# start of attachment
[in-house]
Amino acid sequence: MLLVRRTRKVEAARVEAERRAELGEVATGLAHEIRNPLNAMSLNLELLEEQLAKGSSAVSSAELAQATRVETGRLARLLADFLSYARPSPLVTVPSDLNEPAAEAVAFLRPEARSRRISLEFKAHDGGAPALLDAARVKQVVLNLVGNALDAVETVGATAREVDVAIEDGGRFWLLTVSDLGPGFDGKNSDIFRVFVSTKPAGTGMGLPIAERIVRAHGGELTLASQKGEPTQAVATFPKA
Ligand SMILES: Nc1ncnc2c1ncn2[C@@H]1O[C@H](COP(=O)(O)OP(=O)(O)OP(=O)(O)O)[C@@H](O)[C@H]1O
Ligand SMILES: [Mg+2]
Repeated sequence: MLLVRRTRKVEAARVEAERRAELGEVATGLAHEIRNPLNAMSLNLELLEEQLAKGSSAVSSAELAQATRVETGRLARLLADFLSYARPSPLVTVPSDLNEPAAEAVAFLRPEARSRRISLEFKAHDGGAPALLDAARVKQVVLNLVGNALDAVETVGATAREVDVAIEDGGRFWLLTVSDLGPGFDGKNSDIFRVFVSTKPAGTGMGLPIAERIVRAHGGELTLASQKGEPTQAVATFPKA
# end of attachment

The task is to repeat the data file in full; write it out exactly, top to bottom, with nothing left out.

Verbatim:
[in-house]
Amino acid sequence: MLLVRRTRKVEAARVEAERRAELGEVATGLAHEIRNPLNAMSLNLELLEEQLAKGSSAVSSAELAQATRVETGRLARLLADFLSYARPSPLVTVPSDLNEPAAEAVAFLRPEARSRRISLEFKAHDGGAPALLDAARVKQVVLNLVGNALDAVETVGATAREVDVAIEDGGRFWLLTVSDLGPGFDGKNSDIFRVFVSTKPAGTGMGLPIAERIVRAHGGELTLASQKGEPTQAVATFPKA
Ligand SMILES: Nc1ncnc2c1ncn2[C@@H]1O[C@H](COP(=O)(O)OP(=O)(O)OP(=O)(O)O)[C@@H](O)[C@H]1O
Ligand SMILES: [Mg+2]
Repeated sequence: MLLVRRTRKVEAARVEAERRAELGEVATGLAHEIRNPLNAMSLNLELLEEQLAKGSSAVSSAELAQATRVETGRLARLLADFLSYARPSPLVTVPSDLNEPAAEAVAFLRPEARSRRISLEFKAHDGGAPALLDAARVKQVVLNLVGNALDAVETVGATAREVDVAIEDGGRFWLLTVSDLGPGFDGKNSDIFRVFVSTKPAGTGMGLPIAERIVRAHGGELTLASQKGEPTQAVATFPKA